From the White House to Harvard Business School

Brothers Paving & Concrete Corporation
Written by Nate Hendley

Based in Manassas, Virginia, Brothers Paving & Concrete Corporation continues to excel in its core areas of asphalt and concrete work. The company is led by CEO/Founder Paul Battista, who sets the example for his company’s growth through his own professional development – which includes his enrollment in a highly selective executive education program administered by Harvard Business School.
Brothers Paving & Concrete’s array of services include asphalt paving, asphalt repair, seal coating, asphalt rejuvenation, crack sealing, pavement markings, concrete site work and snow removal. The company almost exclusively performs all of its own work – with little reliance on subcontracting.

“We might occasionally partner with somebody to sub for us when we’re super busy – but for the most part we self-perform everything we do with our own equipment,” states Battista.

From its base in Manassas, the company primarily works in Virginia, Maryland and Washington DC. Given the company’s location, it’s handled projects for some pretty high-profile clients. “We’ve paved at the White House. We’ve done a lot of paving at the Pentagon. We’ve paved at Mount Weather. We’ve got a handful of federal work we’re currently doing,” shares Battista. Located in Virginia, Mount Weather is the site of an operations command facility for the Federal Emergency Management Agency (FEMA).

Needless to say, special clearances are requisite for work at the White House or any of these other federal government locales. Brothers may be somewhat unique among the industry in its number of employees with both the professional abilities and “clean” backgrounds that enable access to such areas.

Besides the government segment, Brothers also works for retail/commercial, office and residential sectors. “The company does a lot of office parks and office communities, and routinely takes on jobs with homeowner associations (HOAs) and property managers as part of its residential work,” states Battista.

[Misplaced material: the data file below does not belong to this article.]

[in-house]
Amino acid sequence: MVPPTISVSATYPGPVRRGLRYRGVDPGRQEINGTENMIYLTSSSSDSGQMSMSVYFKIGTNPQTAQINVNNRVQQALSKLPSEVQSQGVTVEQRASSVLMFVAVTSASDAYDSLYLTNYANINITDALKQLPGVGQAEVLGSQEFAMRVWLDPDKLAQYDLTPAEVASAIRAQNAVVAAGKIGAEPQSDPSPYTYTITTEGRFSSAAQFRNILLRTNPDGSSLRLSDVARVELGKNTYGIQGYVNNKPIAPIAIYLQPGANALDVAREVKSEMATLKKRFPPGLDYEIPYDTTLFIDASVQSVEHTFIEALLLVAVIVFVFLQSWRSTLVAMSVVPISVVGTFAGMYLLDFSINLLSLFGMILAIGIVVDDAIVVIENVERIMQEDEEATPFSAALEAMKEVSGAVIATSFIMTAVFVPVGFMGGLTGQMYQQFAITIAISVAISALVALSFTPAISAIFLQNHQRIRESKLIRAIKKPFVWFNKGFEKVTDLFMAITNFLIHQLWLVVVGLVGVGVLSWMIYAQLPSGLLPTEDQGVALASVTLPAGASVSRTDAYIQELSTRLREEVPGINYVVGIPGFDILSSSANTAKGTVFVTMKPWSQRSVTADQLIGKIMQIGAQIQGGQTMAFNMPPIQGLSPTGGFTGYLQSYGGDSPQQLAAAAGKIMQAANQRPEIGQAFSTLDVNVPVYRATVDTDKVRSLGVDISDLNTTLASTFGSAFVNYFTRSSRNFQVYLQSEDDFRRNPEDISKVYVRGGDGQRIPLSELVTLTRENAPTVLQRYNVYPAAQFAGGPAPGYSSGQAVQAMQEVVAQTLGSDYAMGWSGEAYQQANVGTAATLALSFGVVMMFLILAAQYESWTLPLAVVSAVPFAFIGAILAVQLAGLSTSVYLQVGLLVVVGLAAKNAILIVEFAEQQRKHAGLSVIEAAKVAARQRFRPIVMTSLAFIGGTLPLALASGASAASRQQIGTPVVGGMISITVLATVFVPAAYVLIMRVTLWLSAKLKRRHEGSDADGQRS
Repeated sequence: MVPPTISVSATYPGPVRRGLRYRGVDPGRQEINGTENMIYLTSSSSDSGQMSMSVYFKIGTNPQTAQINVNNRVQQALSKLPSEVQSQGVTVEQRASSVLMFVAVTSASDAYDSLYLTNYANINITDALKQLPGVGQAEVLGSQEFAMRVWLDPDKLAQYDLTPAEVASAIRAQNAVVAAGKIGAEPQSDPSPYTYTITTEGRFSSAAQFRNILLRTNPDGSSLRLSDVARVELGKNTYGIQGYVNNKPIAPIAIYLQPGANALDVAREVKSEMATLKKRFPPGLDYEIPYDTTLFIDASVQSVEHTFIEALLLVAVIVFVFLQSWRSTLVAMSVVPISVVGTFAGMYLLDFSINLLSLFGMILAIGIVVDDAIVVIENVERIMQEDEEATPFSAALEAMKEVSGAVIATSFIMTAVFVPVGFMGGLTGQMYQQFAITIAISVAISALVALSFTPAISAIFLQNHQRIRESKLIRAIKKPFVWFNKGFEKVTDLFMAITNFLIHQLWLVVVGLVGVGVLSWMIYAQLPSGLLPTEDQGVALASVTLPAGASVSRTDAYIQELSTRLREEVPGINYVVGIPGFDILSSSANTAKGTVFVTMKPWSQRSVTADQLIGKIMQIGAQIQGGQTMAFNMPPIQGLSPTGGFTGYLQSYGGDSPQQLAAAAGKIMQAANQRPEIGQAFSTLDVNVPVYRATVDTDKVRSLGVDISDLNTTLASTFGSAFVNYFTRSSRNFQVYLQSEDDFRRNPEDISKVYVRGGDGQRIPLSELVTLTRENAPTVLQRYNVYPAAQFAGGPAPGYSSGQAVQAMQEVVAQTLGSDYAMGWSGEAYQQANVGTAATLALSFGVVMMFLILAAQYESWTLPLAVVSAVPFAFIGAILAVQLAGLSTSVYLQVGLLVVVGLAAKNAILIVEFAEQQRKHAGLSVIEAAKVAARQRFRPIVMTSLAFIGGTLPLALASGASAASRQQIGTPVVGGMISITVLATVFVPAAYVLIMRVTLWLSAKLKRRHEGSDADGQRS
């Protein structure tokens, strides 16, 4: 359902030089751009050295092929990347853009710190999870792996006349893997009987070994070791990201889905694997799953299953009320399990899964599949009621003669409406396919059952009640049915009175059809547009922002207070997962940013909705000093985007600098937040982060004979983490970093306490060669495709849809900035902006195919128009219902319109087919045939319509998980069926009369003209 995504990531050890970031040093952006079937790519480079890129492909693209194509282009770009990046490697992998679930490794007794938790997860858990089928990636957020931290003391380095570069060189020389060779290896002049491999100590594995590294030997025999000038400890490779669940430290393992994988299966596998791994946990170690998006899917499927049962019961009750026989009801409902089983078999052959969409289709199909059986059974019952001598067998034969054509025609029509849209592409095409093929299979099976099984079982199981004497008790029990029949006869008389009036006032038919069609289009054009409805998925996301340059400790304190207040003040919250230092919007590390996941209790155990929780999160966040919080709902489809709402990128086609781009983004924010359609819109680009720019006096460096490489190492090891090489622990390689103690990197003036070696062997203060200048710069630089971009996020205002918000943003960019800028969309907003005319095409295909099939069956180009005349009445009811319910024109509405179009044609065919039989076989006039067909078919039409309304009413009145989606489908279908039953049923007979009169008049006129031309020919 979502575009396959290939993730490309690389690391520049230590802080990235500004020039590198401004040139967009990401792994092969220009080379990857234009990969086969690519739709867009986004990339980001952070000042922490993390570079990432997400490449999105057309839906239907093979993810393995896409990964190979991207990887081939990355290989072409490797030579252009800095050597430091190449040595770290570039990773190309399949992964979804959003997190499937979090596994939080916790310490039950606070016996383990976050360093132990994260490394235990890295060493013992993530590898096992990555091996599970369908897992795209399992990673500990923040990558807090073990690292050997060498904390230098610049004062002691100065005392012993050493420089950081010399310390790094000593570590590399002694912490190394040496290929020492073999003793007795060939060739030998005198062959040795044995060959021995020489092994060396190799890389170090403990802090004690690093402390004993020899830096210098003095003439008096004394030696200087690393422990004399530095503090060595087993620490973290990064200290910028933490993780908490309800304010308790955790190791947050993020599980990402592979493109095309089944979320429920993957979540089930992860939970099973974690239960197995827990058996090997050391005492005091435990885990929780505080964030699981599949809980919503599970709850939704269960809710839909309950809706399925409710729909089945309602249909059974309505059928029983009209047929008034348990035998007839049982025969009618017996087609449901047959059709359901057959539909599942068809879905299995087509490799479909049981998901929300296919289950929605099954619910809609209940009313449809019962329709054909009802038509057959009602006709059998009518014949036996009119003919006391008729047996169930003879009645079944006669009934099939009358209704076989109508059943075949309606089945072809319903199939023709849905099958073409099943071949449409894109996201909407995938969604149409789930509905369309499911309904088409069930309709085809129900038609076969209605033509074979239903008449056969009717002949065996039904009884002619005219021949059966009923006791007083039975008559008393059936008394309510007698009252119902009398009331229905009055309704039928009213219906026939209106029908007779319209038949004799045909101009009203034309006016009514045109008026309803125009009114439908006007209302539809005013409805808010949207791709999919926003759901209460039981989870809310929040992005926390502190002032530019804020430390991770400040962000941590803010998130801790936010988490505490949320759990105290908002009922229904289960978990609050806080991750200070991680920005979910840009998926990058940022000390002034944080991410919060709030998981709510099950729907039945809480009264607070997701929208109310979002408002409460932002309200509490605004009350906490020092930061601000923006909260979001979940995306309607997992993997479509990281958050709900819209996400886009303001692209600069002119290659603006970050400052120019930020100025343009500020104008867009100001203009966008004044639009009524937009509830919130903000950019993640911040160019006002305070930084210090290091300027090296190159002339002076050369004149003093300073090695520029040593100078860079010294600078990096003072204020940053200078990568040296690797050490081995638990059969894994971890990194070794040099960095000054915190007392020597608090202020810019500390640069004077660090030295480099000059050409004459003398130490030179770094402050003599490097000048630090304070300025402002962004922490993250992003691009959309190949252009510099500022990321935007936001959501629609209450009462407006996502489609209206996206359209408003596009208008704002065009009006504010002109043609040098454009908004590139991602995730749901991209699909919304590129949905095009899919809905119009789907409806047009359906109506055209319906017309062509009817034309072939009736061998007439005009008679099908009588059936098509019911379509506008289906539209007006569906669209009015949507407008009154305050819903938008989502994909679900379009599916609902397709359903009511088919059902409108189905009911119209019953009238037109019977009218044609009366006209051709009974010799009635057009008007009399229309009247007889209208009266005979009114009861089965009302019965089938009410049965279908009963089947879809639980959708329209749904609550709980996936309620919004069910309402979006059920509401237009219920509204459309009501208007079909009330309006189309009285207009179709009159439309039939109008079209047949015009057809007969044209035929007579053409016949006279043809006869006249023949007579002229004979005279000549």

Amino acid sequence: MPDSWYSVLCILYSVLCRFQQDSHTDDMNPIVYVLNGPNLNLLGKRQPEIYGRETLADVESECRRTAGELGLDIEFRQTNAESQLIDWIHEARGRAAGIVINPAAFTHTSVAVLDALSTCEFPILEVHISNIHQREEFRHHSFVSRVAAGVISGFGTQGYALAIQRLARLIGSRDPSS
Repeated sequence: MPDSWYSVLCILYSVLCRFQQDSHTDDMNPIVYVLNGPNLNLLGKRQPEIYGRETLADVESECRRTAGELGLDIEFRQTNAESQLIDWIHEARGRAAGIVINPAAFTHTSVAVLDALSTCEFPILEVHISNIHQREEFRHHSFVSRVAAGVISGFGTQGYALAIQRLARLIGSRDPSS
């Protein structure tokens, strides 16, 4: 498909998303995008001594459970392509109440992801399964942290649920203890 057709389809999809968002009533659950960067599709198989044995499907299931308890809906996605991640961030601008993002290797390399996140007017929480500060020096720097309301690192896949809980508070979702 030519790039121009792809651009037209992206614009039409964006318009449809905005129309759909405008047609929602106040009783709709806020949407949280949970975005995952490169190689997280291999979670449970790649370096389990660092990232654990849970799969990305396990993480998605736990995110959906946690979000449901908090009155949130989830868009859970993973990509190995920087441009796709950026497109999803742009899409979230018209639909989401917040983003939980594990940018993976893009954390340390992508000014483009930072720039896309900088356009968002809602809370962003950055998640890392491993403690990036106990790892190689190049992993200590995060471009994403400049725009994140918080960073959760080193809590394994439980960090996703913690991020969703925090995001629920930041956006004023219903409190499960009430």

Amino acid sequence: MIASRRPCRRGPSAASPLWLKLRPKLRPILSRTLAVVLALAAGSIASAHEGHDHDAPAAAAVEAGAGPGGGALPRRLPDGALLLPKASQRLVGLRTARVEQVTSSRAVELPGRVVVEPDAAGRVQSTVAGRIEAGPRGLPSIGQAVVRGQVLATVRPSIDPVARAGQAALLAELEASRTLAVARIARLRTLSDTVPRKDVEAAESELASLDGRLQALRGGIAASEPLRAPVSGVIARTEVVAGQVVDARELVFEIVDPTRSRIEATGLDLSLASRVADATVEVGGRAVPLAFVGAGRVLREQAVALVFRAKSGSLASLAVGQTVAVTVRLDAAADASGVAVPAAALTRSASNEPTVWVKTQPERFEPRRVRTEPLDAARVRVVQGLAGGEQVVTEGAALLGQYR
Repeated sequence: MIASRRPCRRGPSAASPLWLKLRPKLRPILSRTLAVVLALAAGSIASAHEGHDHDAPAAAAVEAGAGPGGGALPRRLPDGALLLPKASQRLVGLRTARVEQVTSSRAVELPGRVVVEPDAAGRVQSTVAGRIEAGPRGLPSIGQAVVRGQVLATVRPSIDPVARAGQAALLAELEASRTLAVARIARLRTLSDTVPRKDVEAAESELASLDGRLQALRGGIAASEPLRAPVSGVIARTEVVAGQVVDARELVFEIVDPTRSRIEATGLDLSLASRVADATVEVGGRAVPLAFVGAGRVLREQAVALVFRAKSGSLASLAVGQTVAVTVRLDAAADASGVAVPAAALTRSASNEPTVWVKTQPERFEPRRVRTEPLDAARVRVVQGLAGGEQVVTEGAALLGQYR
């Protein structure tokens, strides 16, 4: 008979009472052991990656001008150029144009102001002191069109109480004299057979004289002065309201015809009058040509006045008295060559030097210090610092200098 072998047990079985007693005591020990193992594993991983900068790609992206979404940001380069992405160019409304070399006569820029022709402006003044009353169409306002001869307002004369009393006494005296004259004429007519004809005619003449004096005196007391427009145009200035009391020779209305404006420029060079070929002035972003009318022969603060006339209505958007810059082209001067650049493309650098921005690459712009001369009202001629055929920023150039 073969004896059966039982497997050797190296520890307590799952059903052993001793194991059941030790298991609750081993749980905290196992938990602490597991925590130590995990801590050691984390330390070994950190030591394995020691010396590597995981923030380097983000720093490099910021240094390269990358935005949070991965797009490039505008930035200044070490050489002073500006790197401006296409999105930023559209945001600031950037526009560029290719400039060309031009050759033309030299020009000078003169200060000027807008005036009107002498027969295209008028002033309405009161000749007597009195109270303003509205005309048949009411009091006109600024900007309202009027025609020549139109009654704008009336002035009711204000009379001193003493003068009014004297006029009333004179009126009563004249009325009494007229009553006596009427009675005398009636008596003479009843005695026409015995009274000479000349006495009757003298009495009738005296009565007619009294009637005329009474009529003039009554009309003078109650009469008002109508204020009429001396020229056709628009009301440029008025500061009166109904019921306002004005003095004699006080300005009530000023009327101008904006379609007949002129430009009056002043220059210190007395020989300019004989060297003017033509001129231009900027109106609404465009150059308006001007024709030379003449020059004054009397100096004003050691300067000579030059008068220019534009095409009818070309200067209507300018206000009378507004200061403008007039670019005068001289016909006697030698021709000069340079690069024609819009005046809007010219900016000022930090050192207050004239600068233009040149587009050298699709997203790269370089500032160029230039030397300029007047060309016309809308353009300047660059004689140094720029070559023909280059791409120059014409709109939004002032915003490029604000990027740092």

Brothers can trace its origins to a 1985 launch of a firm called Brothers Development. Brothers Paving & Concrete Corporation began in 1997 when Battista purchased the concrete division from Brothers Development. In the decade after Battista founded Brothers, the company experienced hyper growth – expanding from startup to 25 million in annual revenue,” he states.

When the recession of 2008 hit, “Everything in our industry tanked. Everybody goes into survival mode. The most important thing for us, from 2008 to 2015, was brand preservation; that’s all we focused on. Trying to maintain relationships with our ‘A’ clients, maintaining strong relationships with the right banks, the right vendors. We partnered with some of our key vendors in ’08. A lot of them came to us. They said, ‘We’re only going to pick a couple of people to partner with to ride this thing out. You’re one of them. You’re going to get asphalt, you’re going to get concrete and we’re going to work with you through the crisis,’” he recalls. “The team here has been through a lot over the past 20 years. Shawn Boyce, a key employee who has been with me from the beginning, is now a partner and owns a piece of the company.”

This experience reinforced Battista’s belief in the importance of building relationships, or partnerships as he prefers to call them.

“Our culture here is that we partner with people. Our suppliers are a critical part of our success. We partner with the right suppliers. We put a lot of effort into making sure our customers look good for their customers. We not only have to understand our business, we have to understand their business,” he explains.